Journalism

Africa inspired- TEDxRhodesU breaks new ground 

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The Tedx RhodesU team headed by Tyron Louw. Photo:Melite Vivier

For over 25 years, millions of people all over the world have been inspired and transformed by TED Talks, made available for free online via TED.com. This has inspired communities and individuals all around the world to do the same, organising independent events called TEDx ‒ Technology, Entertainment and Design ‒ with the x signifying that the event is independently organised.

This year, Rhodes University made its mark by organising its own student-run TEDx RhodesU, an initiative of Rhodes student Tyron Louw, who wanted to attend a TED conference in the USA but couldn’t afford to do so. Tyron is currently reading for a Master of Science degree in Ergonomics, having graduated at the top of his Human Kinetics and Ergonomics Honours class.

He says he has been a fan since watching statistician Dr Hans Rosling’s TED talk during Prof Roddy Fox’s Geography 102 class. Last year, he assembled a team of equally avid TED fans and they have diligently been meeting once a week ever since. This culminated in a dynamic event held on 12 August that transformed the Rhodes Theatre into a dynamic, thinking, talking space. Centred on the theme, “Africa Inspired,” the talks concentrated on ideas for changing our thinking, both as individuals and as African citizens. The speakers could interpret the theme how they saw fit, with discussion topics ranging from theatre to technology.  The talks were split up into four sections: Think, Know, Feel and Do.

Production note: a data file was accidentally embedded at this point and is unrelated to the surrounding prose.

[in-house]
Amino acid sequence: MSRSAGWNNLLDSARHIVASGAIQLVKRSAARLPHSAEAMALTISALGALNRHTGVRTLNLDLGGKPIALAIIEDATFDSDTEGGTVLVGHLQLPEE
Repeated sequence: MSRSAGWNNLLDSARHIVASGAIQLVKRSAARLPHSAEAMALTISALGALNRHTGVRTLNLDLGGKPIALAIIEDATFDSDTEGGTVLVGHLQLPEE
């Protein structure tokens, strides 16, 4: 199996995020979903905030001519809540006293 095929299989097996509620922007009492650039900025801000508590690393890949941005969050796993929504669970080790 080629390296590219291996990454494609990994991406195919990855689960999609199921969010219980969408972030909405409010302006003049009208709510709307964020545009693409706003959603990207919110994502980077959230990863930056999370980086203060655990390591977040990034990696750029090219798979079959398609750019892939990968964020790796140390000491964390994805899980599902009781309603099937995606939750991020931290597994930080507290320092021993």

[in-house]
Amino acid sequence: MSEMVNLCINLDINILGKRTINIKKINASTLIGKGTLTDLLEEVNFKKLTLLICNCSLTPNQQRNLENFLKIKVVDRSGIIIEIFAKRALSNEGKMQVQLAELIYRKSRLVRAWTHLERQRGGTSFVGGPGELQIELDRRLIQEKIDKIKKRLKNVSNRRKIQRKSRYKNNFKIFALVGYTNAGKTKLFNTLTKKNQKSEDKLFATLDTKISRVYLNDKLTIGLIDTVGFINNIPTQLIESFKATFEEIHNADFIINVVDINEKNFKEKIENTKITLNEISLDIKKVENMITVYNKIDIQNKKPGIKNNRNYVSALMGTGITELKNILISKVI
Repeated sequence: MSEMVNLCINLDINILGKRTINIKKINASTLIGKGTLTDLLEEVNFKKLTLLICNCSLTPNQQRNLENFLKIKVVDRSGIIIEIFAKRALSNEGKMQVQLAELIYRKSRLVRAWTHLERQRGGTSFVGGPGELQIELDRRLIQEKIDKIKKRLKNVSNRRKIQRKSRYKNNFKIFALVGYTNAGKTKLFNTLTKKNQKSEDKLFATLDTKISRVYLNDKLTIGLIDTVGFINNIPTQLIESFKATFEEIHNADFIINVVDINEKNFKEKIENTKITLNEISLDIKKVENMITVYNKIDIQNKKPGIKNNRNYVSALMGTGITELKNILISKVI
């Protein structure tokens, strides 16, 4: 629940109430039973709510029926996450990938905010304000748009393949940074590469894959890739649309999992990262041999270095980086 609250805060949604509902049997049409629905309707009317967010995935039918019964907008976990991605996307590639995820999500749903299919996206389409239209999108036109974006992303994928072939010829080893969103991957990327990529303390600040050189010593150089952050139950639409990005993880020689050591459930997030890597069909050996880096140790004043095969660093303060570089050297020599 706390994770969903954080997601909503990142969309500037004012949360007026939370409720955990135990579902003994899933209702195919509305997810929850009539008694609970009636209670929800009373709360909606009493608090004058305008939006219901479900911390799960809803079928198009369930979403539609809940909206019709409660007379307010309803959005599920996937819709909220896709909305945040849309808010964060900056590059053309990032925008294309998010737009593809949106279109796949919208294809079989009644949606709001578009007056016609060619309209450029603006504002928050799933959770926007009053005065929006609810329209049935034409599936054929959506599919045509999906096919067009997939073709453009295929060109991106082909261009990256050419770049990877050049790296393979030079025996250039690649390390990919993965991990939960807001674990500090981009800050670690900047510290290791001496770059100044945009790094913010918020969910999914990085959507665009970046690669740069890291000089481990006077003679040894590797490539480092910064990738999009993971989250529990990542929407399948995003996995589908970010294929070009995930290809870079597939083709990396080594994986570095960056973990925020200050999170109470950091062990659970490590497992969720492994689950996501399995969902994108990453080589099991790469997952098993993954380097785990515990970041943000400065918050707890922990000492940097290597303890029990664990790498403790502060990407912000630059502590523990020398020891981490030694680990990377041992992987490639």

Says Tyron: “As South Africans, we sometimes get too caught up in the negative aspects of what’s happening in our country, so I wanted to create a platform to explore some of the things about where we live, that we can actually celebrate. ‘Africa Inspired’ is a theme that struck me as being broad enough to encompass ideas from any discipline, but focused enough to have a core message.”

In between sessions, the participants were encouraged to converse and write down ideas on interactive boards. Nosipho “Noizee” Mngomezulu of the Community Engagement Office acted as emcee, providing links and making connections between the talks. Based on the hundreds of applications to attend, 100 people were personally selected by the team, guaranteeing full engagement.

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Eusebius McKaiser Photo: Melite Vivier

The speakers ranged from theatre doyen Prof Andrew Buckland to popular blogger and political analyst (and Rhodes alumnus) Eusebius McKaiser. Prof Justin Jonas, the Associate Director for Science and Engineering in the Square Kilometre Array (SKA) South Africa Project Office also presented a talk about the project. Prof Buckland presented one of the most popular talks, illustrating how our imagination is the most important characteristic of human survival. True to form, physical theatre and mime were interwoven throughout his talk.